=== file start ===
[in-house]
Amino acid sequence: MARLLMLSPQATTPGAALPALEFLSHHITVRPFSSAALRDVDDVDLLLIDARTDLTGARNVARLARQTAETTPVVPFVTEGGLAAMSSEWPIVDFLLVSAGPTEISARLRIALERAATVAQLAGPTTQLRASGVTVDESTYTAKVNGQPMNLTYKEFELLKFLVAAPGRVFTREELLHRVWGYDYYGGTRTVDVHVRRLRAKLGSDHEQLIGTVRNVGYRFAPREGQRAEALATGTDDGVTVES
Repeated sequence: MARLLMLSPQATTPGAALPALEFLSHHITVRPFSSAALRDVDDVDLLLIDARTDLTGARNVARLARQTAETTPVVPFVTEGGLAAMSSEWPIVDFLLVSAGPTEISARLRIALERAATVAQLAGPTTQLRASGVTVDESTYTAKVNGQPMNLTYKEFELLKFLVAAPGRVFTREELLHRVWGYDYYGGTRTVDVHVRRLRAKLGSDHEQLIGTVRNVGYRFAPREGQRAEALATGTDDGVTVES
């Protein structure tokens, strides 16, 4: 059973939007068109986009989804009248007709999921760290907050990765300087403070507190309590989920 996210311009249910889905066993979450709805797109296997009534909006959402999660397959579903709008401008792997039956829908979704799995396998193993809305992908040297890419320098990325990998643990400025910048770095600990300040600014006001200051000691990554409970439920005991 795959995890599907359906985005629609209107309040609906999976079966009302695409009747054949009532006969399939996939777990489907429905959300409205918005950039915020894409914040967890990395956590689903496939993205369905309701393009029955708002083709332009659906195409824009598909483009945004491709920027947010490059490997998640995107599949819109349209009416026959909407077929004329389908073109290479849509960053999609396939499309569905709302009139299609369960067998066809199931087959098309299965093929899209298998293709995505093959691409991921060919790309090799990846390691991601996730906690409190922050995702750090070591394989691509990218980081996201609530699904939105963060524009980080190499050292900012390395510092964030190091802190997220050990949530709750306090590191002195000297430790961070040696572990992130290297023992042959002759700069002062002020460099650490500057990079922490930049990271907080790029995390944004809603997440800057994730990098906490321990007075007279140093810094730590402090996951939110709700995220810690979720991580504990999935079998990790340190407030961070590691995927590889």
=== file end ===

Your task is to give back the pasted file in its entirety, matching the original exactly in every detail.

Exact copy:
[in-house]
Amino acid sequence: MARLLMLSPQATTPGAALPALEFLSHHITVRPFSSAALRDVDDVDLLLIDARTDLTGARNVARLARQTAETTPVVPFVTEGGLAAMSSEWPIVDFLLVSAGPTEISARLRIALERAATVAQLAGPTTQLRASGVTVDESTYTAKVNGQPMNLTYKEFELLKFLVAAPGRVFTREELLHRVWGYDYYGGTRTVDVHVRRLRAKLGSDHEQLIGTVRNVGYRFAPREGQRAEALATGTDDGVTVES
Repeated sequence: MARLLMLSPQATTPGAALPALEFLSHHITVRPFSSAALRDVDDVDLLLIDARTDLTGARNVARLARQTAETTPVVPFVTEGGLAAMSSEWPIVDFLLVSAGPTEISARLRIALERAATVAQLAGPTTQLRASGVTVDESTYTAKVNGQPMNLTYKEFELLKFLVAAPGRVFTREELLHRVWGYDYYGGTRTVDVHVRRLRAKLGSDHEQLIGTVRNVGYRFAPREGQRAEALATGTDDGVTVES
């Protein structure tokens, strides 16, 4: 059973939007068109986009989804009248007709999921760290907050990765300087403070507190309590989920 996210311009249910889905066993979450709805797109296997009534909006959402999660397959579903709008401008792997039956829908979704799995396998193993809305992908040297890419320098990325990998643990400025910048770095600990300040600014006001200051000691990554409970439920005991 795959995890599907359906985005629609209107309040609906999976079966009302695409009747054949009532006969399939996939777990489907429905959300409205918005950039915020894409914040967890990395956590689903496939993205369905309701393009029955708002083709332009659906195409824009598909483009945004491709920027947010490059490997998640995107599949819109349209009416026959909407077929004329389908073109290479849509960053999609396939499309569905709302009139299609369960067998066809199931087959098309299965093929899209298998293709995505093959691409991921060919790309090799990846390691991601996730906690409190922050995702750090070591394989691509990218980081996201609530699904939105963060524009980080190499050292900012390395510092964030190091802190997220050990949530709750306090590191002195000297430790961070040696572990992130290297023992042959002759700069002062002020460099650490500057990079922490930049990271907080790029995390944004809603997440800057994730990098906490321990007075007279140093810094730590402090996951939110709700995220810690979720991580504990999935079998990790340190407030961070590691995927590889």